Boston Celtics Mailbag: Jaylen Brown Must Fix a Major Flaw

Jaylen Brown, Celtics

Getty Jaylen Brown, Celtics

Welcome to the latest installment of Heavy SportsNBA mailbag.

Insider Steve Bulpett will answer your questions — those pertaining to current league issues and even some off-beat perspective and opinion from his 37 years covering the NBA. (Want to know what former league city he misses most? Want to know about the Celtics’ first-ever trip to Sacramento?)

We’ll try to tackle it all here in the Heavy mailbag.

Leave your questions in the comments section below or email them to sean.deveney@heavy.com. We look forward to hearing from you.


Jaylen Brown’s Dodgy Ballhandling

Jaylen Brown’s ballhandling was a problem especially in the Finals but really even before that too. Can he fix that at all? Or is that too late once you’re in your sixth or seventh year in the NBA, it’s too late to try to learn to dribble better?

Marc G.

Chicopee, Mass.

I absolutely believe Jaylen Brown has the capacity to improve his ballhandling dramatically. Simply getting lower as he drives, particularly around picks, would make him better by simple matter of physics. The lower one is, the shorter distance the ball has to travel between floor and hand. There is less room for the defense to interrupt the dribble. It would also make his drives quicker.

Years ago at a basketball camp, counselor Jerry Lademan, then a point guard at Fairfield, typed out a series of ballhandling drills and copied the sheet off. Everything from dribble moves to hand quickness drills to spinning the ball on fingertips. Some of it may seem superfluous, but, taken as a whole, the exercises could eventually make the ball a true extension of the player.

And this is not to say that Jaylen Brown is in the same sphere as a teenage hoop hopeful, but it’s fair to believe he, like most players, is working on his ballhandling this offseason.

By the way, I’ve kept the mimeographed sheet. No, I don’t expect some rec league team to come calling for a 6-foot-4 old dude to be their point guard. But I have copied it off for children of friends.

And I think it’s important to remember Jerry Lademan, a slick guard who died tragically at 20 in a car accident while on a basketball goodwill tour in Italy. RIP Jerry, and thanks for the help.


Time Lord Up Top?

A lot of centers who are really good passers like Gasol or someone like that, they have a lot of the calls that go through them and they play up in the high post and they (get) assists like that. But Rob Williams III plays down low a lot and they don’t run it through him but he is still a really good passer. Why don’t they run through him more?

Armando C.

Brazil

Williams is, indeed, a good passer. And, maybe more important for the needs of the Celtics’ offense, the ball does not stay in his hands very long. His teammates like playing with him, because they know the ball will move.

I’d expect the Time Lord to be more a part of the offense this season, but as for him playing up top, it’ll be hard to do that very much until he becomes more proficient with his outside shot. He’s actually got a pretty smooth jumper now, but he’s got to be quicker with it and use it more often to draw the defense out to meet him.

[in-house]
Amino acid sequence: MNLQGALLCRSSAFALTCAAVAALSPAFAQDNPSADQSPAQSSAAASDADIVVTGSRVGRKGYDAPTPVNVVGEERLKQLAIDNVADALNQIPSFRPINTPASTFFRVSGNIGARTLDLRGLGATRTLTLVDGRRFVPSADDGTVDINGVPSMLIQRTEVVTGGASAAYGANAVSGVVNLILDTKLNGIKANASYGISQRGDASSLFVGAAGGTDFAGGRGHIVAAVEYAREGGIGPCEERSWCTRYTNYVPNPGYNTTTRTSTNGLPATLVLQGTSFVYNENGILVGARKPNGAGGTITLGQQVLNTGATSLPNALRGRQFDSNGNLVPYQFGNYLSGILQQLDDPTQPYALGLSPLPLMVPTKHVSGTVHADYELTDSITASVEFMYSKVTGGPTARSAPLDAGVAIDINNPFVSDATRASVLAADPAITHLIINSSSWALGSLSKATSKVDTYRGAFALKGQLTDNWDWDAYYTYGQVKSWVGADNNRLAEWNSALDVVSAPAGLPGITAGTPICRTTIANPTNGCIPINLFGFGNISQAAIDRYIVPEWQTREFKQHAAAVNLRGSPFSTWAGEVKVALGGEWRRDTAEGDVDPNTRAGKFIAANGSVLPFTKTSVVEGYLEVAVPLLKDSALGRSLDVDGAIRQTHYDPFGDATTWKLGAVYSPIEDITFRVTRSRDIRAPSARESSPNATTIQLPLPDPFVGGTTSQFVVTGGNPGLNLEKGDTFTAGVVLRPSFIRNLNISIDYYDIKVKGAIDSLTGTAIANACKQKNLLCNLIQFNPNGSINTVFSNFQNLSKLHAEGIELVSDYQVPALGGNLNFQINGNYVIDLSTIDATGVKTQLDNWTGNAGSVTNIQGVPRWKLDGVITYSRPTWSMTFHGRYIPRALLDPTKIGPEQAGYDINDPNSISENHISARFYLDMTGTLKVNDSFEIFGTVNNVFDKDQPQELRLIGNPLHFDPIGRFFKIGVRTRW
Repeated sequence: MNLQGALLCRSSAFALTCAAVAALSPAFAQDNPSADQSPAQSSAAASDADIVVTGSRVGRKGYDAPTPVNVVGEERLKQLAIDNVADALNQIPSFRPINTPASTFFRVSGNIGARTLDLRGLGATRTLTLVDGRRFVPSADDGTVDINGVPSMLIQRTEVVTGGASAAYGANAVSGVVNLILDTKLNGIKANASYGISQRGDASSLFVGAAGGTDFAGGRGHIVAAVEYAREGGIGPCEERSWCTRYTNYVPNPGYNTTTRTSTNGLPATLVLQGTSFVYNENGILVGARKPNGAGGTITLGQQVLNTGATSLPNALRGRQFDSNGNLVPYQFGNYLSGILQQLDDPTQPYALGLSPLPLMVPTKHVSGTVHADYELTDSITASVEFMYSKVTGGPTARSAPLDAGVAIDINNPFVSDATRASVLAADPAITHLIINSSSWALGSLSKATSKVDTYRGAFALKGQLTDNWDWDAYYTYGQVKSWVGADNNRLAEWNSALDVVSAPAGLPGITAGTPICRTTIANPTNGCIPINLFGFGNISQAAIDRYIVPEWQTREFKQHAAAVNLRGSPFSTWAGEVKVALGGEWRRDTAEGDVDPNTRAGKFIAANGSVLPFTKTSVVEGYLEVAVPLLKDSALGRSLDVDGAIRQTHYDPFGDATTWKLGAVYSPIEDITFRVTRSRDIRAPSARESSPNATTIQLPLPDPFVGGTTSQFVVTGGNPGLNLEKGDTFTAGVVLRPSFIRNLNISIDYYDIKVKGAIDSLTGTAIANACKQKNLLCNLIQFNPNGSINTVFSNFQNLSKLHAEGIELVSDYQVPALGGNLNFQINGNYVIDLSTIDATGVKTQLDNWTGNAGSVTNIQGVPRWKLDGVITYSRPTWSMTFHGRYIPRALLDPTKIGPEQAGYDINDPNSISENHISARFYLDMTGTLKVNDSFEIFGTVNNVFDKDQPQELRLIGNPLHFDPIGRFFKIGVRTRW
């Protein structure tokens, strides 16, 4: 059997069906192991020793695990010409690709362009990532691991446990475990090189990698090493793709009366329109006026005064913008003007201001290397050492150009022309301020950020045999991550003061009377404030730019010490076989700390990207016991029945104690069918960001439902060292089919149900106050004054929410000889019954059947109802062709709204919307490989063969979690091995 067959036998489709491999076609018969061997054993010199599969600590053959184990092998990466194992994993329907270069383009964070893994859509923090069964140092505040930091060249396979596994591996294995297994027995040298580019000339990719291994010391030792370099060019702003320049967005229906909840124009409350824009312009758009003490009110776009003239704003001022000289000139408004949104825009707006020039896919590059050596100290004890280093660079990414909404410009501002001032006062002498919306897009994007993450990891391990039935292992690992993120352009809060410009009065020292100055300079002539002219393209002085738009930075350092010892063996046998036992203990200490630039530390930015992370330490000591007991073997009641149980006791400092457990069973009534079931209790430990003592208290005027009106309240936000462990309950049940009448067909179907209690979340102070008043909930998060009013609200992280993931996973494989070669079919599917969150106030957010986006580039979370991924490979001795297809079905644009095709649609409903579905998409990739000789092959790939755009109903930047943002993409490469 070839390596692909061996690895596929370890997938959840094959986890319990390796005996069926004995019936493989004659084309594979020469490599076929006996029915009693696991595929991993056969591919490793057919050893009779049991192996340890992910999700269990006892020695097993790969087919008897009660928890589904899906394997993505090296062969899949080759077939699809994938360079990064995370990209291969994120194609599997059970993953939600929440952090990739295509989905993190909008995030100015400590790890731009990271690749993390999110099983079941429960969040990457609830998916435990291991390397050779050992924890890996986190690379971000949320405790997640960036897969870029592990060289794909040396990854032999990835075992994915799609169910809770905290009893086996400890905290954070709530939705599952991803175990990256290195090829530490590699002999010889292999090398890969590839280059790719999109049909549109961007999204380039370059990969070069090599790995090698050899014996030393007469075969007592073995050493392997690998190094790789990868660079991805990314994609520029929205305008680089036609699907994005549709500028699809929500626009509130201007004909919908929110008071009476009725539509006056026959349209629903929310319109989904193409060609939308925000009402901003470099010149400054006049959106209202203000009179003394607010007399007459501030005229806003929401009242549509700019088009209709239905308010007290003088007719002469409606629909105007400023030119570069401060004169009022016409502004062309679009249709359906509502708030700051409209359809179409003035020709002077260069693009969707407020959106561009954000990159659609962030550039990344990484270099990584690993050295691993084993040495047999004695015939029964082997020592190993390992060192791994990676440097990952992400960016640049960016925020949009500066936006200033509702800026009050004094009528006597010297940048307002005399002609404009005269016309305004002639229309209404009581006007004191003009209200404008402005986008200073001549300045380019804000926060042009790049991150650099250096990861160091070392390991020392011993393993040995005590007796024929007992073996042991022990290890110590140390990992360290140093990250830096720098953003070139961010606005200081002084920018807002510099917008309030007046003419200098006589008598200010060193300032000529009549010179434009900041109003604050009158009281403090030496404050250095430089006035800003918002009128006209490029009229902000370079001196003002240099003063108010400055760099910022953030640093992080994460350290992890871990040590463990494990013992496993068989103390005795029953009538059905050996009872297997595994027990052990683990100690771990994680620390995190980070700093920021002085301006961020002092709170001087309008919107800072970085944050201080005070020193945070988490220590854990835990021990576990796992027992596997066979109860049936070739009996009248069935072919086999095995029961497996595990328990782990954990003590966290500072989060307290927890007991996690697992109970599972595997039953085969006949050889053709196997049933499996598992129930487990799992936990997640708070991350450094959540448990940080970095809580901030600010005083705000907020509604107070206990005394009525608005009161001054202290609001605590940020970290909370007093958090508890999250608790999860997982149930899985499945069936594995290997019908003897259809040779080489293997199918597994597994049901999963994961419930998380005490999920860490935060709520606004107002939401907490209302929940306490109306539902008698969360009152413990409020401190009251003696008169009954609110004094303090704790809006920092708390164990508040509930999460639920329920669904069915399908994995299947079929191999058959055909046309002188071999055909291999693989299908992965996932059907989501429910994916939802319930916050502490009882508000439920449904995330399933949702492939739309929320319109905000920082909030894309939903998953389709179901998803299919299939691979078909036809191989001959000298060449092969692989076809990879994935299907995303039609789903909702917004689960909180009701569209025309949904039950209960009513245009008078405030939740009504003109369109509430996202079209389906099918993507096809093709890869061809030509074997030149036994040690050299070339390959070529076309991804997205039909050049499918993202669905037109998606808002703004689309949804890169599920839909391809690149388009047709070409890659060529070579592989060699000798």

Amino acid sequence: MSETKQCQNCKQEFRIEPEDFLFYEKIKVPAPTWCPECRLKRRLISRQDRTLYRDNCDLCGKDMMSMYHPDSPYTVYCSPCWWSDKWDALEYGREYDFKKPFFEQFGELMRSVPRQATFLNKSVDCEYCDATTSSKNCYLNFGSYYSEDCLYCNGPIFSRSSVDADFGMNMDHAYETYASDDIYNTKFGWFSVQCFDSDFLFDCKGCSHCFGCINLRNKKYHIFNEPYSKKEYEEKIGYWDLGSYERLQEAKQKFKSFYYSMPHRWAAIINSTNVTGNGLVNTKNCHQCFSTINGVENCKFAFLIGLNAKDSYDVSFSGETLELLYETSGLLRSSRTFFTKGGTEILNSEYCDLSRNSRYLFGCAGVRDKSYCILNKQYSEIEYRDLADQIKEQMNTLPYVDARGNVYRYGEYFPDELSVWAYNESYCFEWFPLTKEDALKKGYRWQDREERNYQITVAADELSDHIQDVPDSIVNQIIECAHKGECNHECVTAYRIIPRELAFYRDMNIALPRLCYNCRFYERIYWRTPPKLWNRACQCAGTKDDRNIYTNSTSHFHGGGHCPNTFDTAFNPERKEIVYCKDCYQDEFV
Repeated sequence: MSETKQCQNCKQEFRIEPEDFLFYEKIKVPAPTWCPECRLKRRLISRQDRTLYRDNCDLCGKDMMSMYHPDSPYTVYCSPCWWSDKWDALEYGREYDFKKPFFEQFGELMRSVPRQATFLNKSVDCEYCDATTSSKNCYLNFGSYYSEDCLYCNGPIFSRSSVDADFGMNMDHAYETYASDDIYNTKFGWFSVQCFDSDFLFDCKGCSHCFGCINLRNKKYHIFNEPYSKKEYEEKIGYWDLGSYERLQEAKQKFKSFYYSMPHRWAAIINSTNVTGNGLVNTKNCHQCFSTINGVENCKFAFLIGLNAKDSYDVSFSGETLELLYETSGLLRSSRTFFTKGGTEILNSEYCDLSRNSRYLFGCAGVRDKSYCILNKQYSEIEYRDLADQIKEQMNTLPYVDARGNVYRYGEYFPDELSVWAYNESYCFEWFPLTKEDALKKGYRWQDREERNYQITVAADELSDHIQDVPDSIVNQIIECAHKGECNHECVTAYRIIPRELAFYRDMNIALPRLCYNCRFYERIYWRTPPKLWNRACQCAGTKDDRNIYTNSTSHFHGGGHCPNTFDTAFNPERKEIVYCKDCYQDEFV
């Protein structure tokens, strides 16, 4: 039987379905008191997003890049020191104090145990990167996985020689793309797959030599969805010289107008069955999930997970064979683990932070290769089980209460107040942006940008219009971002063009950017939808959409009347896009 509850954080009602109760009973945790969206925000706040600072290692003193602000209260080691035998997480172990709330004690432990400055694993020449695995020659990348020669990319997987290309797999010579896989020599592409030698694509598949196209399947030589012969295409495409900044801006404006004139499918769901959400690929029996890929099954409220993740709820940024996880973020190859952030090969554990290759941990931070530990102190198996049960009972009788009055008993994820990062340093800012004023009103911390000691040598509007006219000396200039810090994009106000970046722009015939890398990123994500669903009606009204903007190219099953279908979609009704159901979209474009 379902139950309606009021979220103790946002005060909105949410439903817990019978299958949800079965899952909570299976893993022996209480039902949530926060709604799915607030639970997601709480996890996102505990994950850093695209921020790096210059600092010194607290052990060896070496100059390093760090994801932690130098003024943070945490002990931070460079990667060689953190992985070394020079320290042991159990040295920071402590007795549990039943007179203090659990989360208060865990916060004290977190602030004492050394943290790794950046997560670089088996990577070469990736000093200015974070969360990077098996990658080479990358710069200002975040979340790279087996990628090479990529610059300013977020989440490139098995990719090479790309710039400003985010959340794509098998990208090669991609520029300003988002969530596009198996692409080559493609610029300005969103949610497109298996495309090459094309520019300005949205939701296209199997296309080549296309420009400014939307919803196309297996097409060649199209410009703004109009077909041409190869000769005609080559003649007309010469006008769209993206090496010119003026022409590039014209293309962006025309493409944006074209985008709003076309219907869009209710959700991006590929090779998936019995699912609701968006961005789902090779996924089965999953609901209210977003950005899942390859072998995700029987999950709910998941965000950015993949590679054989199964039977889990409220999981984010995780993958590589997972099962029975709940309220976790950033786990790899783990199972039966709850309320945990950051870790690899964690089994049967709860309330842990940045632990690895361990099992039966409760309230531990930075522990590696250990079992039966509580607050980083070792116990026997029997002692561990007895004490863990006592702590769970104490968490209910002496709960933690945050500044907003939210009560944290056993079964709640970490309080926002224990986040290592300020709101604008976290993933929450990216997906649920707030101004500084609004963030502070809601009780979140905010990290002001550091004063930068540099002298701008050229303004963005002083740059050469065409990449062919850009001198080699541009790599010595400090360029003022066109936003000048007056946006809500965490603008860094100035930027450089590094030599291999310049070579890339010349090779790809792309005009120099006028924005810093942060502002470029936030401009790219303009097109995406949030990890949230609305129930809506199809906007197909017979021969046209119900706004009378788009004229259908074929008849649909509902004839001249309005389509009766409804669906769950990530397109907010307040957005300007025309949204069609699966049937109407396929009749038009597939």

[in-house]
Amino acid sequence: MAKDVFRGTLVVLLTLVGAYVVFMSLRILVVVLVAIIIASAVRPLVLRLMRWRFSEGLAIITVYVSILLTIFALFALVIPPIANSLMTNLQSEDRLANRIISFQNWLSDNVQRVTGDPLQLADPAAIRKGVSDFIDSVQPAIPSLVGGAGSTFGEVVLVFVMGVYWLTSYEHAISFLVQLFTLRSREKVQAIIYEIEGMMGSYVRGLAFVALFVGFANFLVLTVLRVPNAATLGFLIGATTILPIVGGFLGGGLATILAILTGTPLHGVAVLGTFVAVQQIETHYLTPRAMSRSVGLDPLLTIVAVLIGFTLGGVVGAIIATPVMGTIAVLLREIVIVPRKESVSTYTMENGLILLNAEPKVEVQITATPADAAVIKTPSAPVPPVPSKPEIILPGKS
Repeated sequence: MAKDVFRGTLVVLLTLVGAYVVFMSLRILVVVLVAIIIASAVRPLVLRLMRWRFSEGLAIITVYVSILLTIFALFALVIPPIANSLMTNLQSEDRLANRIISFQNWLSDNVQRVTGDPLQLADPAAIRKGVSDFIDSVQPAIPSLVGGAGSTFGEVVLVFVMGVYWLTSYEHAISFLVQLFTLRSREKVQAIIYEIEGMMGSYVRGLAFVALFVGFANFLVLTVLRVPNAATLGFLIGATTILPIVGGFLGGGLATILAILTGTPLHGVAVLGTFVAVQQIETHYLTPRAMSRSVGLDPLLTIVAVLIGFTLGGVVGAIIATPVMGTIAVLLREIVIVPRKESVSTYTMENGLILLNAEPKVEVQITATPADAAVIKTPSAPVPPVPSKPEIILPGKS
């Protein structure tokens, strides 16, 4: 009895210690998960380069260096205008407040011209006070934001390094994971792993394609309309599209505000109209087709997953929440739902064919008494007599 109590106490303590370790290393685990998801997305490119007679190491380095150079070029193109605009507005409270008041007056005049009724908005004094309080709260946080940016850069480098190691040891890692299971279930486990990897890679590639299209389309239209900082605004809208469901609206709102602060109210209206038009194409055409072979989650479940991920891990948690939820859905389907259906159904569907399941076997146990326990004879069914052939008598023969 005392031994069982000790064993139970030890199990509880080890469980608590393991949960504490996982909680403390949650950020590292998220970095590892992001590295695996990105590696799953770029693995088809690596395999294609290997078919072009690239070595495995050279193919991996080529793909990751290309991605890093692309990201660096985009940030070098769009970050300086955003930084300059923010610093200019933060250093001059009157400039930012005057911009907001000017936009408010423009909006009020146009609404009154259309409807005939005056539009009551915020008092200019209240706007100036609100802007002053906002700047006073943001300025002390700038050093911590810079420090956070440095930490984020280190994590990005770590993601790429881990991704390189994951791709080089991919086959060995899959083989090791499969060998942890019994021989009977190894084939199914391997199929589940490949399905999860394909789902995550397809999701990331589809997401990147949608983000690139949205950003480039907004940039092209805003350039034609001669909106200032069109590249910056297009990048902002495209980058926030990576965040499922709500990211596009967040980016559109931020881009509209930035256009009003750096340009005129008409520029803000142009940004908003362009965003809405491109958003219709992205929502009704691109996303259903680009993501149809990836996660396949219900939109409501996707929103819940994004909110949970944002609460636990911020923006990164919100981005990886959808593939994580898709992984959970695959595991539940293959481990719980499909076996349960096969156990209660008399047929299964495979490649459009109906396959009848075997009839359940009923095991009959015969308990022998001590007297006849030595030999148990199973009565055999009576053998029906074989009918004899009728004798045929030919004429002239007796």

Also, with Al Horford better on the perimeter (and a pretty fair passer himself), Rob is of more use around the rim as a lob threat and for putbacks.


How Celtics Value Picks & Bottom of the Roster

Danny Ainge never traded any of his picks and it probably hurt the Celtics. Like if they traded a pick in 2018 and got someone like Lou Williams they might not have been so bad in offense when they played the Cavaliers and lost in the seventh game later that year. Brad is going the complete opposite way where he is trading all his picks. I didn’t like how much Danny held onto the picks but I don’t like Brad getting rid of them all. Which one is right?

Brian D.

Salem, Mass.

The Celtics could have acquired a useful player in 2018 for less than a first-rounder (Jamal Crawford would have helped), and Lou Williams was certainly a nice sniper at whatever the cost. But they still had Kyrie Irving at the trade deadline, so Ainge probably didn’t think making a deal was that critical.

Irving’s knee finally took him out of the picture for the rest of the season in mid-March. As for the 2018 playoffs, I don’t think the Celts expected to get to the conference finals without Irving and Gordon Hayward (and, yeah, they should have won Game 7 against Cleveland).

Stevens has done a good job with deals as he tries to maximize the window of the now-more-seasoned Jayson Tatum and Jaylen Brown. However, his NBA peers think giving up a first round pick and Josh Richardson for Derrick White was a bit of a risk.

I’d look at it this way: Ainge’s moves (good and bad) got the Celtics from their last good run in the Pierce-Garnett era to the current core. Stevens is spending to push them over the finish line.

Bruno Caboclo, Noah Vonleh, Justin Jackson, Jake Layman, all these guys had big flameouts in the NBA. Why do the Celtics think these guys can come on and be part of this team? Who has a real shot of actually playing?

Steve S.

Vermont

None of these people are being asked to fill a major role, and all are on low- or no-risk deals. Every player should be judged in context — on the situation he’s in and what’s being asked of him. I won’t entirely close the door on any player, but — barring a giant and largely unexpected improvement — it’s not expected that any of these four will be playing meaningful fourth quarter minutes in the playoffs.

Bottom line, bringing them in is worth a shot.

 

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